Florida Is "Very Poor" On Transgender Rights, According to Study
Tim Evanson via Wikimedia Commons
It's pretty likely 2015 will go down as a watershed year for transgender Americans. Thanks to a growing awareness and cultural acceptance, folks who identify as trans are feeling less sidelined. Still, some states are ahead of others. Refinery29.com recently dropped a study ranking each of the 50 states on transgender issues. Bad news: Florida is pretty low on the list.
The methodology behind the ranking focused on four areas: work and school, meaning does the state's laws "protect trans workers and students from discrimination?"; health care, or whether or not insurance "covers trans-related health care"; safety, i.e. are there hate-crime laws tied to gender identity; and community, which the study labels as "how easy does the state make daily life for a trans person?."
Using these criteria, Florida kind of sucks. We fell in number 31 out of the 50 states. The study says that we are "very poor" when it comes to transgender rights and issues, only notches 15 out of the 100 possible points for a state.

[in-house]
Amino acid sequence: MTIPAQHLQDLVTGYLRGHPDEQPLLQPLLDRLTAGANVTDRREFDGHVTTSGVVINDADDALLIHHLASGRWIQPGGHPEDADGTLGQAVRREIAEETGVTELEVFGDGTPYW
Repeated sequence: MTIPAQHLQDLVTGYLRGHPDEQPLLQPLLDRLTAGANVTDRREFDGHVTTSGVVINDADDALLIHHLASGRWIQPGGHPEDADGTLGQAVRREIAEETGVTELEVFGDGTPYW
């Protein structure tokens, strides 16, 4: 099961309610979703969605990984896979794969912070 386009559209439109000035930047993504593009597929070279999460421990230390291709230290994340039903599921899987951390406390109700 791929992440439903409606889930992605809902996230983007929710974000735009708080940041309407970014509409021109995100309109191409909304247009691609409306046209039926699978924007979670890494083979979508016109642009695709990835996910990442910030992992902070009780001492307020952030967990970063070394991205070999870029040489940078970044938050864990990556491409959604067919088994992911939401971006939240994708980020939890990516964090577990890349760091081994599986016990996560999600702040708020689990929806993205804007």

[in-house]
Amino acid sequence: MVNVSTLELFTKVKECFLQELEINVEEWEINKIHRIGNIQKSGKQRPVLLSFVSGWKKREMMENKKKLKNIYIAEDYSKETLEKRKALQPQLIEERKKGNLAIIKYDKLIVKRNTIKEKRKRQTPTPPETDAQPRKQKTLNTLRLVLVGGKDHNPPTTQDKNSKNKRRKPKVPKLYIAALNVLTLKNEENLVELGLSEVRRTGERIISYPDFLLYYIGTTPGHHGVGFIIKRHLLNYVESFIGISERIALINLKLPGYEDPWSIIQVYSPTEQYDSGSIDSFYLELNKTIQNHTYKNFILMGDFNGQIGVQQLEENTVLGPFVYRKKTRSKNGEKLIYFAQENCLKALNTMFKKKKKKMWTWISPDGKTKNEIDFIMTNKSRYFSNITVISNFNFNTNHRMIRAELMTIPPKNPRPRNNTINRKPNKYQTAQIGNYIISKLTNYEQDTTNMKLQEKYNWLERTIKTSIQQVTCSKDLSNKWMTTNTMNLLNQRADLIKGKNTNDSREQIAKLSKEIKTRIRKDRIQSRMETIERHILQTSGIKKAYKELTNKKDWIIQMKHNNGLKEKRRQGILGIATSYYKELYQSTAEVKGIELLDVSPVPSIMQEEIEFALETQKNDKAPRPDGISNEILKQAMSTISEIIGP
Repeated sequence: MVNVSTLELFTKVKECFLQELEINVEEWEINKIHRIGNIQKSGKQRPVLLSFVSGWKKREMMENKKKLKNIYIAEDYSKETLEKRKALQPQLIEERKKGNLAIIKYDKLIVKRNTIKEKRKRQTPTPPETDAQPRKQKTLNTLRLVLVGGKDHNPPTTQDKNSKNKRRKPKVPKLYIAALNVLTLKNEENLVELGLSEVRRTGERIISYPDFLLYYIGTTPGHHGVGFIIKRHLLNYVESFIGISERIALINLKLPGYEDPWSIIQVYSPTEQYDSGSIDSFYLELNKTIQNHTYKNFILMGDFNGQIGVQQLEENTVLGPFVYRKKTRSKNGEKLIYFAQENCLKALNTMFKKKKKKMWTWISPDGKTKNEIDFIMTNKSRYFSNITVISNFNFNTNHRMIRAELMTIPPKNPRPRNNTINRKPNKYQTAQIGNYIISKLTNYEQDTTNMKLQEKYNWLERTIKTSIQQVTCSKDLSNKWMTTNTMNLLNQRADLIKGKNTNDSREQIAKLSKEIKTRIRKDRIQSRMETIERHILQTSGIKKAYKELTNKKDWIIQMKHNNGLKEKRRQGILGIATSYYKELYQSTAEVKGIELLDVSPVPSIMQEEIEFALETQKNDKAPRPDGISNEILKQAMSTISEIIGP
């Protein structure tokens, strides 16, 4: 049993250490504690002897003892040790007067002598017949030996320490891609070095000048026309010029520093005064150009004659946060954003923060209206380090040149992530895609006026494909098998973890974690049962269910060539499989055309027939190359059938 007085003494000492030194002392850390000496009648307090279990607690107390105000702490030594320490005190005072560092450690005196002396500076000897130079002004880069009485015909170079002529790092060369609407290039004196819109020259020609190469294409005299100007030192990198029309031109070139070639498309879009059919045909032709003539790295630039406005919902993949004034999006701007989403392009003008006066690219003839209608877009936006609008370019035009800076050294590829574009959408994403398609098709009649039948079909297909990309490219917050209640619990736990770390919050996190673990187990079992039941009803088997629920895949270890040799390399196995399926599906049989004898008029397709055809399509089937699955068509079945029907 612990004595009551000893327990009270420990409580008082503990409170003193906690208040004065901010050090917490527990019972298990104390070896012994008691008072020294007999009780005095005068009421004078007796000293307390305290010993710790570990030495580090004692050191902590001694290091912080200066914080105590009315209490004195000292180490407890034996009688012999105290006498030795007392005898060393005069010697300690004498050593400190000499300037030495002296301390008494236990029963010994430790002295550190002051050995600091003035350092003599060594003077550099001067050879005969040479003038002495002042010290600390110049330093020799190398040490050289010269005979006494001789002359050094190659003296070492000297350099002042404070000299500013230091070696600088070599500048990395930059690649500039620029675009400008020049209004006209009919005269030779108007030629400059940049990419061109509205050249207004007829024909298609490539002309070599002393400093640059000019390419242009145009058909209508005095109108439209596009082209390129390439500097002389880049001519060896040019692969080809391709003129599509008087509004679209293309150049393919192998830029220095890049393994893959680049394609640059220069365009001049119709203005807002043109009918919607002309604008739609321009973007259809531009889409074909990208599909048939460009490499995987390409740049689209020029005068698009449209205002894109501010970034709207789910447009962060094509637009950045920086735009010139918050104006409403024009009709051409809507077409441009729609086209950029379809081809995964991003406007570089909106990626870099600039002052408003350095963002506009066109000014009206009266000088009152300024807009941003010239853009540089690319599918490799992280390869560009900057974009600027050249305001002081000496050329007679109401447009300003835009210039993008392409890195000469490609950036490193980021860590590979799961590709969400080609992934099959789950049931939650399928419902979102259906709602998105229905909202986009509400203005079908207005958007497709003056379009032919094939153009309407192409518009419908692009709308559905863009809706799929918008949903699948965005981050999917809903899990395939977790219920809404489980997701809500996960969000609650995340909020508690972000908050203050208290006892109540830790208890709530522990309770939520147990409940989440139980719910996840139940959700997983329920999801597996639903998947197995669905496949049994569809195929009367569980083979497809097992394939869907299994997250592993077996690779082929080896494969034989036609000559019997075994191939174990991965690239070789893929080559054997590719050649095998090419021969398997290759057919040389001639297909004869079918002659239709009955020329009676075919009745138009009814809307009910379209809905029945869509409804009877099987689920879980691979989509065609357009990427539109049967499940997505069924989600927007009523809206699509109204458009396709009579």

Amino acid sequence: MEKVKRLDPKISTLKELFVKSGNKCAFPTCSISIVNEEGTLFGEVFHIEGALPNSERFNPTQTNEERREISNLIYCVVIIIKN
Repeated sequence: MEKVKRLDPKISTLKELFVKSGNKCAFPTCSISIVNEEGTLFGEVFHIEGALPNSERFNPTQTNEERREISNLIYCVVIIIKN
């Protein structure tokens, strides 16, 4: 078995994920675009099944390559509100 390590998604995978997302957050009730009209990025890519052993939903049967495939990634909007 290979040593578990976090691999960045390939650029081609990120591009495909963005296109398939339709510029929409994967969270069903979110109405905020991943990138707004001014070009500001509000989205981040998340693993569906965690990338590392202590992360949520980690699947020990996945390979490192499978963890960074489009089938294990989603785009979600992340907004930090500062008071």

"A number of cities and towns in the third most populous state have individual ordinances banning discrimination based on gender identity," the study notes, "but there are no statewide bills protecting workers or students."
The list's topper: California. Last place: the blasted civil rights no-man's-land known as Mississippi.
What's particularly troubling, however, is the states that have outstripped us in terms of transgender rights -- and there are some surprising one. Tennessee, always a ground zero for a culture war battle, came in at 24. Utah, Mormon-land, is at 25. Texas, fucking Texas, came in at 27. All three, technically speaking, are more trans-friendly than Florida. Obviously, we've got a lot more work to do.
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